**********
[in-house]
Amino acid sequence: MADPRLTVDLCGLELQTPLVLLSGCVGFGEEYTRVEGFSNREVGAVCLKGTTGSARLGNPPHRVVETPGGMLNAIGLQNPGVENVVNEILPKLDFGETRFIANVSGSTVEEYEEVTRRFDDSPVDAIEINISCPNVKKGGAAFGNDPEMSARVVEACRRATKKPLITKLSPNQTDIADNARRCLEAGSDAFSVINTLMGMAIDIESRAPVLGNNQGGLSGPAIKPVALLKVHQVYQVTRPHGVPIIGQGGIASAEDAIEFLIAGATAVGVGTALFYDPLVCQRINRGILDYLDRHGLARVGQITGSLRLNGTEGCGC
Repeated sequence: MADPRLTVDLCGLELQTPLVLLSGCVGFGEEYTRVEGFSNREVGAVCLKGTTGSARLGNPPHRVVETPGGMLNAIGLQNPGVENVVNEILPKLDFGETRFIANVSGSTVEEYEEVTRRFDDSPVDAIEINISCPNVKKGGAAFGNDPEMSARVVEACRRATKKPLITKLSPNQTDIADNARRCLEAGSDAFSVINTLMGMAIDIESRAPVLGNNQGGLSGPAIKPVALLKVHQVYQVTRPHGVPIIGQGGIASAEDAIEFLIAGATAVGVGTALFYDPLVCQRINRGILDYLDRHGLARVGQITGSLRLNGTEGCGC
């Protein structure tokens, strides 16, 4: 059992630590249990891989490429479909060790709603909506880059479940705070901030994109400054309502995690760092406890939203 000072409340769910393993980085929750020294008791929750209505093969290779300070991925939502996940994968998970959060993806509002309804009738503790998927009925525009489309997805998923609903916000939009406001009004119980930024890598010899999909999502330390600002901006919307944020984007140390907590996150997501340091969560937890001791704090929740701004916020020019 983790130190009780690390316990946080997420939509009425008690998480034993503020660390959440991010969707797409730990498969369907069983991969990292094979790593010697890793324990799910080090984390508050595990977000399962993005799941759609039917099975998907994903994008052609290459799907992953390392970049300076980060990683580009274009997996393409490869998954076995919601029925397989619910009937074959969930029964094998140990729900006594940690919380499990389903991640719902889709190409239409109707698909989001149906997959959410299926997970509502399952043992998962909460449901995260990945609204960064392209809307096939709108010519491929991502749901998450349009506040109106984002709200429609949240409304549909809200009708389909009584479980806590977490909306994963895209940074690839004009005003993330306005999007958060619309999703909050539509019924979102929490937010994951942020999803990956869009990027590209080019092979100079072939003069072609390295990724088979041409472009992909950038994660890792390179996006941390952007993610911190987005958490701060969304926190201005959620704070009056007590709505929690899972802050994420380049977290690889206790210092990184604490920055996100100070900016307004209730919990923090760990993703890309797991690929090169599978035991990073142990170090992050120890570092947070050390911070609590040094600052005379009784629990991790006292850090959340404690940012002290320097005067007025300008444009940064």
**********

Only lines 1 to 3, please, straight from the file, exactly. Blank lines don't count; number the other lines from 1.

[in-house]
Amino acid sequence: MADPRLTVDLCGLELQTPLVLLSGCVGFGEEYTRVEGFSNREVGAVCLKGTTGSARLGNPPHRVVETPGGMLNAIGLQNPGVENVVNEILPKLDFGETRFIANVSGSTVEEYEEVTRRFDDSPVDAIEINISCPNVKKGGAAFGNDPEMSARVVEACRRATKKPLITKLSPNQTDIADNARRCLEAGSDAFSVINTLMGMAIDIESRAPVLGNNQGGLSGPAIKPVALLKVHQVYQVTRPHGVPIIGQGGIASAEDAIEFLIAGATAVGVGTALFYDPLVCQRINRGILDYLDRHGLARVGQITGSLRLNGTEGCGC
Repeated sequence: MADPRLTVDLCGLELQTPLVLLSGCVGFGEEYTRVEGFSNREVGAVCLKGTTGSARLGNPPHRVVETPGGMLNAIGLQNPGVENVVNEILPKLDFGETRFIANVSGSTVEEYEEVTRRFDDSPVDAIEINISCPNVKKGGAAFGNDPEMSARVVEACRRATKKPLITKLSPNQTDIADNARRCLEAGSDAFSVINTLMGMAIDIESRAPVLGNNQGGLSGPAIKPVALLKVHQVYQVTRPHGVPIIGQGGIASAEDAIEFLIAGATAVGVGTALFYDPLVCQRINRGILDYLDRHGLARVGQITGSLRLNGTEGCGC